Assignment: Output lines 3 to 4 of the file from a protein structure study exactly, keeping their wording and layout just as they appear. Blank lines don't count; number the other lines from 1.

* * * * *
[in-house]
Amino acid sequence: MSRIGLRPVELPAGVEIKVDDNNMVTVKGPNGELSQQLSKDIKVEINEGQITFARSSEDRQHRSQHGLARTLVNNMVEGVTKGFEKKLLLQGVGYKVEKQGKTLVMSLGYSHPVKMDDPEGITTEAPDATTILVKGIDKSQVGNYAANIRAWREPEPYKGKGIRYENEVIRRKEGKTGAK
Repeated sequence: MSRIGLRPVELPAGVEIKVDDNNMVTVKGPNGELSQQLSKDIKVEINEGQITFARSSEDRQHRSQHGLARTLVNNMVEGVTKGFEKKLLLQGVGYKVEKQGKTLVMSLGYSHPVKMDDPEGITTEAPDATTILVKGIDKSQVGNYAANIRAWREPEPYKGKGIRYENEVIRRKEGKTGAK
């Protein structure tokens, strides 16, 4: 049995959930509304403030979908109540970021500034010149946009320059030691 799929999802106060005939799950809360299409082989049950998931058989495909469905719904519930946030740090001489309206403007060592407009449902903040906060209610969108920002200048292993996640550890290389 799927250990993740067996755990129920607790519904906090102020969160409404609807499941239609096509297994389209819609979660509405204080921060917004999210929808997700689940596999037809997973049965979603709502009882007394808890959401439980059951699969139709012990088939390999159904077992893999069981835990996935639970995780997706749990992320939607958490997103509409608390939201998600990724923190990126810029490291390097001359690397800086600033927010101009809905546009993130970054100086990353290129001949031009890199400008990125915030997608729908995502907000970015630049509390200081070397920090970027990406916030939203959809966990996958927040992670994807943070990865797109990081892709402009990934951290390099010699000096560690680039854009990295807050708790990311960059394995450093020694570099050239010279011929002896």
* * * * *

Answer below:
Repeated sequence: MSRIGLRPVELPAGVEIKVDDNNMVTVKGPNGELSQQLSKDIKVEINEGQITFARSSEDRQHRSQHGLARTLVNNMVEGVTKGFEKKLLLQGVGYKVEKQGKTLVMSLGYSHPVKMDDPEGITTEAPDATTILVKGIDKSQVGNYAANIRAWREPEPYKGKGIRYENEVIRRKEGKTGAK
């Protein structure tokens, strides 16, 4: 049995959930509304403030979908109540970021500034010149946009320059030691 799929999802106060005939799950809360299409082989049950998931058989495909469905719904519930946030740090001489309206403007060592407009449902903040906060209610969108920002200048292993996640550890290389 799927250990993740067996755990129920607790519904906090102020969160409404609807499941239609096509297994389209819609979660509405204080921060917004999210929808997700689940596999037809997973049965979603709502009882007394808890959401439980059951699969139709012990088939390999159904077992893999069981835990996935639970995780997706749990992320939607958490997103509409608390939201998600990724923190990126810029490291390097001359690397800086600033927010101009809905546009993130970054100086990353290129001949031009890199400008990125915030997608729908995502907000970015630049509390200081070397920090970027990406916030939203959809966990996958927040992670994807943070990865797109990081892709402009990934951290390099010699000096560690680039854009990295807050708790990311960059394995450093020694570099050239010279011929002896």